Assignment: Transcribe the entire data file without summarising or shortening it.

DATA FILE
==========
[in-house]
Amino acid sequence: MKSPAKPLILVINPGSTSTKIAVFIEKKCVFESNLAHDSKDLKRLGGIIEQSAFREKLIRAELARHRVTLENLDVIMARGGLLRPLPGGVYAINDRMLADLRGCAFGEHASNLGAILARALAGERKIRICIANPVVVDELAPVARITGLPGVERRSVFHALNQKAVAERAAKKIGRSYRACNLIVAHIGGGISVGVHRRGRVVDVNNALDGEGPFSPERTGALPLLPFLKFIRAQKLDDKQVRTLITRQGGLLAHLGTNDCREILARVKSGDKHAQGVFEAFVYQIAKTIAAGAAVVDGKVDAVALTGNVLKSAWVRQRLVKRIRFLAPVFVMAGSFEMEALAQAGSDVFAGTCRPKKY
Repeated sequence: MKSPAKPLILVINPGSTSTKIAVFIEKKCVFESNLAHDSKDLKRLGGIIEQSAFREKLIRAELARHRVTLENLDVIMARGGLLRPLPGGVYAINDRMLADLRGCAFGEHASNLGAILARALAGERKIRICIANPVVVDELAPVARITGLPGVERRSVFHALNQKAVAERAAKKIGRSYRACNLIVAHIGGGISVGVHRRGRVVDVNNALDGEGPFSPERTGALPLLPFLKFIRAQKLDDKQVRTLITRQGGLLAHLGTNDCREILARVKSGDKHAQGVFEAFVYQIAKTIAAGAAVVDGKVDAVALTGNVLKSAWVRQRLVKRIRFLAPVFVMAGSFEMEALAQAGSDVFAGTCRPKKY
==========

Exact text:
[in-house]
Amino acid sequence: MKSPAKPLILVINPGSTSTKIAVFIEKKCVFESNLAHDSKDLKRLGGIIEQSAFREKLIRAELARHRVTLENLDVIMARGGLLRPLPGGVYAINDRMLADLRGCAFGEHASNLGAILARALAGERKIRICIANPVVVDELAPVARITGLPGVERRSVFHALNQKAVAERAAKKIGRSYRACNLIVAHIGGGISVGVHRRGRVVDVNNALDGEGPFSPERTGALPLLPFLKFIRAQKLDDKQVRTLITRQGGLLAHLGTNDCREILARVKSGDKHAQGVFEAFVYQIAKTIAAGAAVVDGKVDAVALTGNVLKSAWVRQRLVKRIRFLAPVFVMAGSFEMEALAQAGSDVFAGTCRPKKY
Repeated sequence: MKSPAKPLILVINPGSTSTKIAVFIEKKCVFESNLAHDSKDLKRLGGIIEQSAFREKLIRAELARHRVTLENLDVIMARGGLLRPLPGGVYAINDRMLADLRGCAFGEHASNLGAILARALAGERKIRICIANPVVVDELAPVARITGLPGVERRSVFHALNQKAVAERAAKKIGRSYRACNLIVAHIGGGISVGVHRRGRVVDVNNALDGEGPFSPERTGALPLLPFLKFIRAQKLDDKQVRTLITRQGGLLAHLGTNDCREILARVKSGDKHAQGVFEAFVYQIAKTIAAGAAVVDGKVDAVALTGNVLKSAWVRQRLVKRIRFLAPVFVMAGSFEMEALAQAGSDVFAGTCRPKKY